Government Spending

Discretionary Spending Is a Dish Best Served Frozen?

|


Cato's Chris Edwards puts President Obama's proposed spending freeze in context with a handy chart and an explanation of how little fiscal restraint it's likely to require:

It's cold out there for non-defense discretionary spending.

Edwards explains:

The first thing to note is that the portion of the budget to be frozen grew 60 percent between 2000 and 2008, during a period of low inflation. And since this portion of spending excludes defense, homeland security, and veterans affairs, it has nothing to do with the reponse to 9/11 or various foreign wars.

Then comes 2009 and the massive "stimulus" bill, which pushed up spending on this part of the budget to $699 billion. Finally, the figure shows the freeze at $447 billion, which is 71 percent higher than the level of authorized spending in 2000.

Here's the important point: a very large part of the 2009 spending spike of $699 billion will be sloshing forward into 2010 and later years. (As illustrated by my fancy arrow in the chart). The new CBO budget estimates (Table A-1) show that only 18 percent of authorized stimulus funding will be spent in 2009, with the rest sloshing forward.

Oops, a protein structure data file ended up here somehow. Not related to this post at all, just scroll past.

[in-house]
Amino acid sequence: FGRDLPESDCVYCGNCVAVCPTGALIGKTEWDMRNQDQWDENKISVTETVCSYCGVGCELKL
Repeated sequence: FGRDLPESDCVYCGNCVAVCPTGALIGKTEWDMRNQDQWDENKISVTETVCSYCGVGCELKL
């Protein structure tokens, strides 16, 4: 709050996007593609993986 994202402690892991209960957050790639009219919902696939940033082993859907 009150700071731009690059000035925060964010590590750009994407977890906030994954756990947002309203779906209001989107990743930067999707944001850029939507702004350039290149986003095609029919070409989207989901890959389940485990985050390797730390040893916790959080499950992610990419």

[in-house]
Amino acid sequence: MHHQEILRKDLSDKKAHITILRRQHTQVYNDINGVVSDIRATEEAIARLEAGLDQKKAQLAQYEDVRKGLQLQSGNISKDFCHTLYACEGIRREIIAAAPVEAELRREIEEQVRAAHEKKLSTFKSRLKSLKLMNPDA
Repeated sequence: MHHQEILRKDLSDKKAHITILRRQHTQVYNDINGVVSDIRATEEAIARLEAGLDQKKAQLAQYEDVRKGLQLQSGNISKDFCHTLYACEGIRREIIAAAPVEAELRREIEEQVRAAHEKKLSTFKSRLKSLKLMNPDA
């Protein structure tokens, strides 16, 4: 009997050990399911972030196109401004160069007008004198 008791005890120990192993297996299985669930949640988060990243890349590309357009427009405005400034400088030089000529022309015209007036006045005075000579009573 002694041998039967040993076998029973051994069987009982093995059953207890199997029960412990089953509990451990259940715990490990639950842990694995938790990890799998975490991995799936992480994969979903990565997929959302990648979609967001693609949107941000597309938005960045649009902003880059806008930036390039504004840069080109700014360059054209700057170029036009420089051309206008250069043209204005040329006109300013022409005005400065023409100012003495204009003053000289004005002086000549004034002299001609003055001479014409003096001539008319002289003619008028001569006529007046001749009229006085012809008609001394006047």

Obama is "freezing" the budget only because he already has a large amount of cash floating around from the stimulus bill that he can spend on all his favorite big government projects in 2010 and beyond.

As a political gambit, it may help win over a few voters, and it'll certainly play well with Washington's cadre of oh-so-serious fiscal centrists—the Washington Post's famously budget conscious editorial board is treating this as a tasty appetizer and asking for more—but it's not a move that's likely to limit the White House agenda in any significant way. Indeed, liberal outrage at the proposal has already forced the White House's economic team to respond with some delightfully message-muddling rhetorical coddling for the unhappy progressive base—effectively saying that although it's technically a spending freeze, it's not really a spending freeze, and in fact, if you look at it in the right light and shake it around a little bit, it's actually kind of a hike, or something! 

It's sad, really: What has our great nation come to when the White House doesn't even have the courage to stand behind its cynical political backpedaling? I don't know about you, but I could sure use a reminder of what it's like for an influential politician to say "freeze" and genuinely mean it.

Matt Welch and Nick Gillespie both got to spending-freeze skepticism before I did. I was there third!